So, Peter heads off to Hawaii for a vacation to get away from his heartbreak and take some time for himself. But since Hawaii is such a romantic, it only makes his heart ache even more, and he gets phone calls from the front desk saying that a lady is crying very loudly from where he is. When Peter tries to hide his tears and says it must be from a lady in the room above him, the desk clerk reminds him he is on the top floor. But then things get even worse; Sarah shows up at the same resort with her new beau, Aldous Snow (Russell Brand), a rock star who is as dense as he is sexy. The movie becomes a game of sorts between Peter and Sarah as each tries to get past the other and find ways to put their heartbreak behind them.

The plot of “Forgetting Sarah Marshall” is by no means original. We have seen this kind movie before, but not with this much male full-frontal nudity. The execution and writing keep it from being another formulaic journey which we have all grown so tired of. For the most part, none of the characters’ actions feel at all contrived. The journey they all take, and how they change in the end feels very believable, and I didn’t find myself questioning it at all. Like many of Apatow’s films, the characters are so refreshingly down to earth that we can see ourselves as them. I usually avoid romantic comedies like the plague because they usually come off as very trite and manipulative. It’s usually a case of “you’re sexy, I’m sexy, so let’s fuck and introduce ourselves to each other later.” This is not the case here. All the characters come across as very likable, even the ones you initially think you are not supposed to like.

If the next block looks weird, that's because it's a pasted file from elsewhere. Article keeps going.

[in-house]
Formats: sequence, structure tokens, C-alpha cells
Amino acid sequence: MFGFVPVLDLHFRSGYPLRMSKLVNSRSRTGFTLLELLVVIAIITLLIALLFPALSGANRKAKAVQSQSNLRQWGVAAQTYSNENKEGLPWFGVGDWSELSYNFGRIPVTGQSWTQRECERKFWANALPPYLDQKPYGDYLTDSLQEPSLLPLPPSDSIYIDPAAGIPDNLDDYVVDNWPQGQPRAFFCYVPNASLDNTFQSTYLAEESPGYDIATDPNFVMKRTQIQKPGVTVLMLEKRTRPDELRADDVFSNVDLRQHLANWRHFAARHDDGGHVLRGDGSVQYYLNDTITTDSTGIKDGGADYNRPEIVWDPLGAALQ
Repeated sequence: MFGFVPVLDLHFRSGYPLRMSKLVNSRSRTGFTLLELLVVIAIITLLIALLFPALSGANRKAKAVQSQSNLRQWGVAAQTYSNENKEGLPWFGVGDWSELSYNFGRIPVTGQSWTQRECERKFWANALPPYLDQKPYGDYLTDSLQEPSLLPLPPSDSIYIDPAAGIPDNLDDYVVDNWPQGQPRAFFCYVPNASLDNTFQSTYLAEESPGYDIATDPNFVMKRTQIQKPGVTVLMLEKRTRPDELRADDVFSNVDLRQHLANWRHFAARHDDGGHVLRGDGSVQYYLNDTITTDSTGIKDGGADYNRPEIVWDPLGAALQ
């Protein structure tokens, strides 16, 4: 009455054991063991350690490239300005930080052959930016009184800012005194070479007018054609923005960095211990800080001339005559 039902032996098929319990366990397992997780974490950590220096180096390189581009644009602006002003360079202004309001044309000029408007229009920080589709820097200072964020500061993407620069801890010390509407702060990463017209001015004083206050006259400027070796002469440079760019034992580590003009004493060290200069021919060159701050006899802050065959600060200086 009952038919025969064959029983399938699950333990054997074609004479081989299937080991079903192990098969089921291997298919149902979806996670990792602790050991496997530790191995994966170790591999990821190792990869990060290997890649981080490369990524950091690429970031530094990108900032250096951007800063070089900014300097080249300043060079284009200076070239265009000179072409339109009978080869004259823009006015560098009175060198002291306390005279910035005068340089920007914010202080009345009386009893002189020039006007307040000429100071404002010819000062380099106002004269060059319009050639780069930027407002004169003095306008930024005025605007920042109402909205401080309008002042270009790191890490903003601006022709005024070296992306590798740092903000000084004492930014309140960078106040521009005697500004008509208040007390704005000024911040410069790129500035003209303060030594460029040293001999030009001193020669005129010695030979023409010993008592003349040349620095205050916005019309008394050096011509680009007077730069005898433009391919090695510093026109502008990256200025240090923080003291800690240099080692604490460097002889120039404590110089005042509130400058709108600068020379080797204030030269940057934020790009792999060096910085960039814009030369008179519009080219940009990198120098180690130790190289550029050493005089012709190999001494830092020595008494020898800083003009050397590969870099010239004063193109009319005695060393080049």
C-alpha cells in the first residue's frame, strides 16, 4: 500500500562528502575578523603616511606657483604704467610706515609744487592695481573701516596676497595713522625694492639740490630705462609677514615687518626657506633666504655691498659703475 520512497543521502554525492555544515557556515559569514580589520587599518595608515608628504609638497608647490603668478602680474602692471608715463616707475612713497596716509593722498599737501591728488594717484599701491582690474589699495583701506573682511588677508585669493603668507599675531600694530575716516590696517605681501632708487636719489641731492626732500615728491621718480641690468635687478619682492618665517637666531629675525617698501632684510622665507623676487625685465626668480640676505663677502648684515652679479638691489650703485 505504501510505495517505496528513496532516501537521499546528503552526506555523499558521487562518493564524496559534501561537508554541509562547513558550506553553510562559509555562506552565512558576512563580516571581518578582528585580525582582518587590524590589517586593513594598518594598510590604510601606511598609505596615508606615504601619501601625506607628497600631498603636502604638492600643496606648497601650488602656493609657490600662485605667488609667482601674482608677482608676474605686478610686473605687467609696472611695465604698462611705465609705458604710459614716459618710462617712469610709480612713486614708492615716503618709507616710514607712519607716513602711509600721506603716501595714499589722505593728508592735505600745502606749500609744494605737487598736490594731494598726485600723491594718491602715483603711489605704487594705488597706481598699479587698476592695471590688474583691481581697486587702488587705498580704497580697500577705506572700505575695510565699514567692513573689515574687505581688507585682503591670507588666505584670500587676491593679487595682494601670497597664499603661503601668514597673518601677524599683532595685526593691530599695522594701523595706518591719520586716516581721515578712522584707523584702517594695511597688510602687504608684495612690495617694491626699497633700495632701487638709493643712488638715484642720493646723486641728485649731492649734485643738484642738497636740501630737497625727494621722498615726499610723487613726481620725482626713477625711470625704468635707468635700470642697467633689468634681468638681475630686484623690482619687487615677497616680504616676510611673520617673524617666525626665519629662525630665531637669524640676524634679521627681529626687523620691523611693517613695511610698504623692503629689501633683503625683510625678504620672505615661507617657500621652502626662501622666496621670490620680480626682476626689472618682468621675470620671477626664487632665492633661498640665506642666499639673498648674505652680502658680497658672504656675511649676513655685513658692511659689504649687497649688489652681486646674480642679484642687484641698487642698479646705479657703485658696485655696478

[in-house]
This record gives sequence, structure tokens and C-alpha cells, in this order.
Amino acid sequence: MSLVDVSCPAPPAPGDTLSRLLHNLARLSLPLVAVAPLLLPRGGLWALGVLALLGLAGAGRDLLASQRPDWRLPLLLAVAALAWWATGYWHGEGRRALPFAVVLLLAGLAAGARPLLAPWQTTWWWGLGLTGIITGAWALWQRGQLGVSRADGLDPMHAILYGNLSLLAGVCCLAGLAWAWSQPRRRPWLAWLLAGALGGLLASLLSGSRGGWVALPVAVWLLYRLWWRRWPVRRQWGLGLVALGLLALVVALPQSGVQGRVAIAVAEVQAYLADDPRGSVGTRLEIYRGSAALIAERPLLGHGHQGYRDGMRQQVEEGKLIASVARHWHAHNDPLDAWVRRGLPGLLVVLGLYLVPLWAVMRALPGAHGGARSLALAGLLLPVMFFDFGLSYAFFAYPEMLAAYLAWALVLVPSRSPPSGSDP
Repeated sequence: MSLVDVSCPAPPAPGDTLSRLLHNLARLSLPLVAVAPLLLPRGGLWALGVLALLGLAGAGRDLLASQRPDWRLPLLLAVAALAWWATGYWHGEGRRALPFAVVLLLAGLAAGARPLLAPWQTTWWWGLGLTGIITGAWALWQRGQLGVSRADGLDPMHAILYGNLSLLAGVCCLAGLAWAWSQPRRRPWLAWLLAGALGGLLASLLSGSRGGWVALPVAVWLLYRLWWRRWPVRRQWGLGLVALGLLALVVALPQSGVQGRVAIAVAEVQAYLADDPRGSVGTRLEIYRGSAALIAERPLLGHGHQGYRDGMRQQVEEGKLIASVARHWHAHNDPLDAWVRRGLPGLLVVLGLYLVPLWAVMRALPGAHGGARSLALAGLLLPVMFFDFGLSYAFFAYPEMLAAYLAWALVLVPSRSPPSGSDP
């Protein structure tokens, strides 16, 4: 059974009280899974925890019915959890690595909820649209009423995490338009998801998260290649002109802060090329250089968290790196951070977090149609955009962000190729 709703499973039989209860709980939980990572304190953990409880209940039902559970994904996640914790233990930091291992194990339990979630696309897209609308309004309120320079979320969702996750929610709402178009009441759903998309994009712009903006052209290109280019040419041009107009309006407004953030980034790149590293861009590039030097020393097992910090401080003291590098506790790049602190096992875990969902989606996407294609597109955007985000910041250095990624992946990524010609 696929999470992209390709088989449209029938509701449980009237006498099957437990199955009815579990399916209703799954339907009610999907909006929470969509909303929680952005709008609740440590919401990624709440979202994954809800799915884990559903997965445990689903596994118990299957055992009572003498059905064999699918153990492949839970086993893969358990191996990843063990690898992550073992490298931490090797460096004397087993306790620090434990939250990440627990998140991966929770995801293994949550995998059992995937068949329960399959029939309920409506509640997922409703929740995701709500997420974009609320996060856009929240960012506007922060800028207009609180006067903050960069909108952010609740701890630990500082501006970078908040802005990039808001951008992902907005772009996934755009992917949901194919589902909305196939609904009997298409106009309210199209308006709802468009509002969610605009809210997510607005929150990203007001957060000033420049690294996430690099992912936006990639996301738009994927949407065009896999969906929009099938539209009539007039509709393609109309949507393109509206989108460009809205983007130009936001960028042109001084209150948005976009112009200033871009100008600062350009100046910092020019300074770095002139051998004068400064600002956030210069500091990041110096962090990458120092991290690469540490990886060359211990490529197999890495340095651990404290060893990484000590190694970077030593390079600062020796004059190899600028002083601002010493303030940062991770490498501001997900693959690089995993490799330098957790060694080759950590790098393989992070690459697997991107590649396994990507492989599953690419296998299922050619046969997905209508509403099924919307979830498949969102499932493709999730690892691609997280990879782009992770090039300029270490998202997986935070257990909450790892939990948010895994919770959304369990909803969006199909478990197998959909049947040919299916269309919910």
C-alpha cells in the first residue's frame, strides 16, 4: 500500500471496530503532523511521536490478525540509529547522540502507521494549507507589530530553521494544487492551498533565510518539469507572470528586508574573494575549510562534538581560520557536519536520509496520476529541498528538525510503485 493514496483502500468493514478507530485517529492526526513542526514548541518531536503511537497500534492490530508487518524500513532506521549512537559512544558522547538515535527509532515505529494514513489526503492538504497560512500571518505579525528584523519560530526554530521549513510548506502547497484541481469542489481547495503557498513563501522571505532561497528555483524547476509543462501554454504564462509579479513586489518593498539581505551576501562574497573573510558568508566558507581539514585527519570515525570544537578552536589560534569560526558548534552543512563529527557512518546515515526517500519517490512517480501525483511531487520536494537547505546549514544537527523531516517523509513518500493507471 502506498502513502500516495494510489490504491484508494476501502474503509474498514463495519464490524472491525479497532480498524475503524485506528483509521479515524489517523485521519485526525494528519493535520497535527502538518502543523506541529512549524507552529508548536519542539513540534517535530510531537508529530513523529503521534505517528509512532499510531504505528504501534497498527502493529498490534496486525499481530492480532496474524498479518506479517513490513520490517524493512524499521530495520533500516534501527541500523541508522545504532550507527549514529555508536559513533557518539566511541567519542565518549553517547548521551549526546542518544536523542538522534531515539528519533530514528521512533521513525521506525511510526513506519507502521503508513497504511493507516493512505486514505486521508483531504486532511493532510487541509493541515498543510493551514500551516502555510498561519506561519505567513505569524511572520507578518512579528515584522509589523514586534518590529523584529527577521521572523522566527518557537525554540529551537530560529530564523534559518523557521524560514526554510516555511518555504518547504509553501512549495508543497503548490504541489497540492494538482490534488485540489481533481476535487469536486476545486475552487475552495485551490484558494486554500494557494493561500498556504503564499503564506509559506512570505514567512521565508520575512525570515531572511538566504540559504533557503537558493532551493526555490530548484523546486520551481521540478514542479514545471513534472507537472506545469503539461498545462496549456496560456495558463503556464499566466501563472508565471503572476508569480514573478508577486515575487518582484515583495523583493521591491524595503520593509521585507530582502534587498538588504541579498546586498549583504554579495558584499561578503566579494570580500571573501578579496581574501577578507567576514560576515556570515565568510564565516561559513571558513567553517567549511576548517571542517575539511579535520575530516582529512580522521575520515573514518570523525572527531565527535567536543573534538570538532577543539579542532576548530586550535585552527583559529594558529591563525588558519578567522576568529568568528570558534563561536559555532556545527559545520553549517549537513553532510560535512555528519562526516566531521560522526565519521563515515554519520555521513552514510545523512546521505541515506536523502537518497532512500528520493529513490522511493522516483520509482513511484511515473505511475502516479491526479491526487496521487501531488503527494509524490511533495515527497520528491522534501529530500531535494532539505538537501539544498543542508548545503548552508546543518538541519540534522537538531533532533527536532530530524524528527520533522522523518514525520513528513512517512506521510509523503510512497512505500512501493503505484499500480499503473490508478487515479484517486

Segel doesn’t make too much of a stretch as an actor here as Peter is not much different from his character of Nick Andopolis on “Freaks & Geeks.” But he is a very good actor all the same and makes his character very likable even though we would probably get sick of him very quickly in real life. Peter spends a lot of time telling other people how he split from Sarah when he should probably just shut up about it. But Segel does a great job of making his character transition from an irrepressible whiner to a more mature person moving past a very painful time in his life.

Sarah Marshall is a bit of a bitch, but Kristen Bell does make her somewhat sympathetic. She acknowledges how nervous she is about the jump from television to and worries she will have to show some bush on the silver screen in order to make the jump. Please keep in mind, this is in the same movie where Segel bares all and shows us his, as Robin Williams once described it, “throbbing python of love.” Her character also makes a transition from someone who appears to have it all together to someone who couldn’t be more insecure or jealous if she tried, and its hilarious to watch.

The other great presence to be found here is Mila Kunis who we all remember from “That 70’s Show.” She plays the hotel desk clerk Rachel Jansen who befriends Peter in his utterly pitiful state, and ends up developing a strong relationship with him. Kunis perfectly portrays this down to earth individual many of us hope to meet in our lifetime. Rachel too is going through growing pains and fears, and she is also having troubles putting the past behind her. Through Peter, she finds a kindred spirit with whom she can relate, and in which she can see part of herself. Together, they challenge each other to get past the hurts and disappointments which have stalled them in their lives.